A well-being more than materially dependent
COFFEE WITH WARREN, with Warren Harbeck
I received many well-considered responses to last week's column on Katrina's call for authentic leadership a column that affirmed our individual capacities to bring love, peace and hope into times of natural disaster. One response in particular, from Edmonton, stimulated some very thoughtful discussion in a Cochrane cafˇ over the weekend.
Coffee companion Yovella Mizrahii wrote: "Situations like Hurricane Katrina bring out the 'real you' not the best or worst of you, but the 'real you.'"
Over coffee at Java Jamboree I shared Yovella's comment with Cochrane resident Zabi Behin and his daughter Taban, treasured mentors to me in practical spirituality, and their house guest, Michael Leggett, a graduate student in development studies at the University of Guelph.
As a child Taban, a 1998 Cochrane High graduate, lived with her parents in Fiji, a South Pacific archipelago that is no stranger to tropical storms. The torrential downpours and devastating winds of cyclones wreak havoc there, leveling homes and crops, disrupting power and communications, and wiping out livelihoods not unlike hurricanes in the U.S. Gulf States.
I asked Zabi and Taban how Fijians react to such environmental disasters compared to our typical reactions on this side of the Pacific.
Their replies can be summarized in two words: "detachment" and "community." In Canada and the U.S. so much of our identity is tied to material possessions and individualism, they said, but in their experience of Fiji, personal identity is tied much more to community.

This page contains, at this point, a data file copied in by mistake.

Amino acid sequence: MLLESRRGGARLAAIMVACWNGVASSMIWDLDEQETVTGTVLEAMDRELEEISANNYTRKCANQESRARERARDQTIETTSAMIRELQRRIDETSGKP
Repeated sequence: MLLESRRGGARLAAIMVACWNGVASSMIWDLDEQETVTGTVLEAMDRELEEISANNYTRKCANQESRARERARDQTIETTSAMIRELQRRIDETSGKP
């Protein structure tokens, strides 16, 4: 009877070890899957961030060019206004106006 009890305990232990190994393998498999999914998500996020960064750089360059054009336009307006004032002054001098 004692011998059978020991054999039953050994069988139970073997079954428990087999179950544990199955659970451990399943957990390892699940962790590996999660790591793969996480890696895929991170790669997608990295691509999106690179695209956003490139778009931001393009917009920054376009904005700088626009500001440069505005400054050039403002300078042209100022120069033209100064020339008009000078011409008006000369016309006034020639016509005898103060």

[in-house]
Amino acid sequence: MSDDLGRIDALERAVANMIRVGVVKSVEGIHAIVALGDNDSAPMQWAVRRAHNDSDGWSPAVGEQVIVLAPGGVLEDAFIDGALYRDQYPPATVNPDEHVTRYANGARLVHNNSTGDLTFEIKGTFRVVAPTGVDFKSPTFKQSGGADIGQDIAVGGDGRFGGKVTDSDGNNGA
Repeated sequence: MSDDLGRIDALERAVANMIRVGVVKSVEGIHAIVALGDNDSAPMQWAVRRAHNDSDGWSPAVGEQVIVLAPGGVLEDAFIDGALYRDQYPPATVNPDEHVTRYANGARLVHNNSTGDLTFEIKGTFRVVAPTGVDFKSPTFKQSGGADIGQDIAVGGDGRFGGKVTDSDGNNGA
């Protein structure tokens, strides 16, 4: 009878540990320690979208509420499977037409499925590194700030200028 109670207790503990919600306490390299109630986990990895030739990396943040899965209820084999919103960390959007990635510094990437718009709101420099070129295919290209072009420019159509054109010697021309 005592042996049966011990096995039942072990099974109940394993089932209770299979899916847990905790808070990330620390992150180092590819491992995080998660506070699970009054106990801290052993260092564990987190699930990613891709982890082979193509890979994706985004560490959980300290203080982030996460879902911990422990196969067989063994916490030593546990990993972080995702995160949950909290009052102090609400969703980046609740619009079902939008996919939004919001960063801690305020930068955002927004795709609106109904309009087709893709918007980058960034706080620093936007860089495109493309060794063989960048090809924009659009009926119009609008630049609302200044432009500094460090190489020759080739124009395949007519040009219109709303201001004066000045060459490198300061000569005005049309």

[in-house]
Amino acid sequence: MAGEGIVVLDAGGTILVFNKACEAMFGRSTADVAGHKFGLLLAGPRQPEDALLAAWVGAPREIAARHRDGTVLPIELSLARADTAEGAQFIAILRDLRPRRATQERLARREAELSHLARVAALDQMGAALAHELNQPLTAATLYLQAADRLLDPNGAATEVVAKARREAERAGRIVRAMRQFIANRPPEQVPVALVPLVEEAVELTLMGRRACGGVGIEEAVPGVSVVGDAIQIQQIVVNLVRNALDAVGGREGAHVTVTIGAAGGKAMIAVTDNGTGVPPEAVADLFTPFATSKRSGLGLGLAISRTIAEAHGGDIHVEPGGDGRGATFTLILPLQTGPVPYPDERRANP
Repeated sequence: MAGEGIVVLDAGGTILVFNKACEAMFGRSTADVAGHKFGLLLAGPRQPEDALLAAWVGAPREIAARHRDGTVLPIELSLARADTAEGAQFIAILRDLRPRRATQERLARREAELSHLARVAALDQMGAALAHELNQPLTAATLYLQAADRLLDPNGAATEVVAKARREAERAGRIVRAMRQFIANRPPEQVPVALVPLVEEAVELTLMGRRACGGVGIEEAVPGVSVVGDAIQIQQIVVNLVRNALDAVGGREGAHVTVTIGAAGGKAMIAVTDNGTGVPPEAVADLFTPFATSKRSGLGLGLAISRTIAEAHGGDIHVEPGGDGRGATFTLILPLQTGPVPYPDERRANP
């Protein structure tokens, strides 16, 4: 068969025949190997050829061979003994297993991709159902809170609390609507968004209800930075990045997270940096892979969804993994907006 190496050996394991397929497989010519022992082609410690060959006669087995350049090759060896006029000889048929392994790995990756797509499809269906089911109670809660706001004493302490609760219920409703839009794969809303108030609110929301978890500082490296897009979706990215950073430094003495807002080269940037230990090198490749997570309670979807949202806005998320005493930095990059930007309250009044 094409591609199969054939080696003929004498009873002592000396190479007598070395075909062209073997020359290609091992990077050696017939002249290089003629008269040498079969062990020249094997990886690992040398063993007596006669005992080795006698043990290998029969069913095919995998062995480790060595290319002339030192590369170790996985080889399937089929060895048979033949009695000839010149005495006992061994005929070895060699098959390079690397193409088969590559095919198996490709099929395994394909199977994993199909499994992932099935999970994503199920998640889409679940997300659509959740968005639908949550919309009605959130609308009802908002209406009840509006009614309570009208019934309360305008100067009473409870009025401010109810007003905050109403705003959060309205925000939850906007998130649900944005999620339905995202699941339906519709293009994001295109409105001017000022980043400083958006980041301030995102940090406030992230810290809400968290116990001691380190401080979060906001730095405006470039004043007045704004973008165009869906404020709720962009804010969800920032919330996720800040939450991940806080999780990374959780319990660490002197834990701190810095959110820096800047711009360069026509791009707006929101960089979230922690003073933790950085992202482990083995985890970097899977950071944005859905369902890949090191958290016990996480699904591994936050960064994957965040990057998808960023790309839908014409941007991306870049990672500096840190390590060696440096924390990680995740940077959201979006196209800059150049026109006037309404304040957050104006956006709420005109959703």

In the aftermath of such storms, Fijians "would display only a peaceful acquiescence and a quiet determination to rebuild what was broken, all the while being detached from what couldn't be replaced," Taban said.
The topic must have followed them home, because in an email to me that evening Taban expanded on their responses:
"I thought an important difference may lie in the level of attachment many like myself have to material goods, the technologies and comforts that have taken precedence over a sense of community," she wrote. "Indeed, because community is a wealth that is not measured by monetary means, I fear I somehow forget to value it.
"Michael thought one difference may lie in how our brothers and sisters in the South Pacific accept suffering as a natural means of renewal and growth, whereas we see suffering as something to avoid at all costs.
"My father felt another difference was that, in the West, we have assigned the job of serving others in need to very specific sectors of society, and this has essentially absolved the rest of us from taking responsibility for assisting others. We have become passive, if not judgmental, sideliners in the service to our fellow human beings, whereas in the South Pacific, necessity dictates that everyone in a community participate in the act of serving one another in order to ensure the happiness and well-being of all."
Then, returning to Yovella's comment about the "real you," Taban added:
"I shudder to think there might already have been a sense of chaos existing in the lives of those who went through the hurricane and floods in New Orleans and parts of Mississippi, a chaos that was only made apparent through literal storms.
"Indeed, I think that all around us there are communities in such disarray and disunity that even the slightest turbulence could wreak havoc, whereas in my childhood, I recall feeling that nothing could ever sway even the simplest village communities in Fiji, since they were so unified and focused on the well-being of the collective, a well-being that was more than materially dependent."
Thank you, coffee companions.
On a related note, Robert Moog, musical inventor of the Synthesizer, died Aug. 21 at the age of 71. While writing this column I was listening to an old LP of Simon & Garfunkel's "Bridge Over Troubled Water" performed on the Moog Synthesizer. As a tribute to those longing for community in Katrina's aftermath, these words:
When you're weary, feeling small
© 2005 Warren Harbeck